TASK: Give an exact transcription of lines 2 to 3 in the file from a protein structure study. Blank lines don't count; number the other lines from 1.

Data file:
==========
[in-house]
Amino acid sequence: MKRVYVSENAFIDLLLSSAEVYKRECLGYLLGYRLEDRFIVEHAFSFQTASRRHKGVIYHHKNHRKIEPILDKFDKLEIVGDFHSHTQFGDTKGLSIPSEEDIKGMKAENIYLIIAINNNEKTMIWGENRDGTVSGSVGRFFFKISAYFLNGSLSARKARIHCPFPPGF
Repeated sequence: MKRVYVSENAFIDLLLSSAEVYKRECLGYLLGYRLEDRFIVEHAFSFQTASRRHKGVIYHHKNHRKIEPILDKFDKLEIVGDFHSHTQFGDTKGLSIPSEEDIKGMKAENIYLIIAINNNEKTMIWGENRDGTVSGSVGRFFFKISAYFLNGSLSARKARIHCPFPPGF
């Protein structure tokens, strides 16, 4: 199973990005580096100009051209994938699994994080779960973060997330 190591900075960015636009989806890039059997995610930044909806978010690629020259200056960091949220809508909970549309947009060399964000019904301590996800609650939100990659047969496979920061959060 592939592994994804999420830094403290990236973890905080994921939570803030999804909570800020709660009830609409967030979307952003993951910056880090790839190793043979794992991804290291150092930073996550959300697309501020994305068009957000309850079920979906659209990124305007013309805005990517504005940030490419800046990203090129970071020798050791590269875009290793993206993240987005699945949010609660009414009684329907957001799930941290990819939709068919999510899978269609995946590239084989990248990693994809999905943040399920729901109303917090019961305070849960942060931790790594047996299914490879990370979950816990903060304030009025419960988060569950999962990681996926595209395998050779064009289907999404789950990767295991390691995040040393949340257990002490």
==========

Amino acid sequence: MKRVYVSENAFIDLLLSSAEVYKRECLGYLLGYRLEDRFIVEHAFSFQTASRRHKGVIYHHKNHRKIEPILDKFDKLEIVGDFHSHTQFGDTKGLSIPSEEDIKGMKAENIYLIIAINNNEKTMIWGENRDGTVSGSVGRFFFKISAYFLNGSLSARKARIHCPFPPGF
Repeated sequence: MKRVYVSENAFIDLLLSSAEVYKRECLGYLLGYRLEDRFIVEHAFSFQTASRRHKGVIYHHKNHRKIEPILDKFDKLEIVGDFHSHTQFGDTKGLSIPSEEDIKGMKAENIYLIIAINNNEKTMIWGENRDGTVSGSVGRFFFKISAYFLNGSLSARKARIHCPFPPGF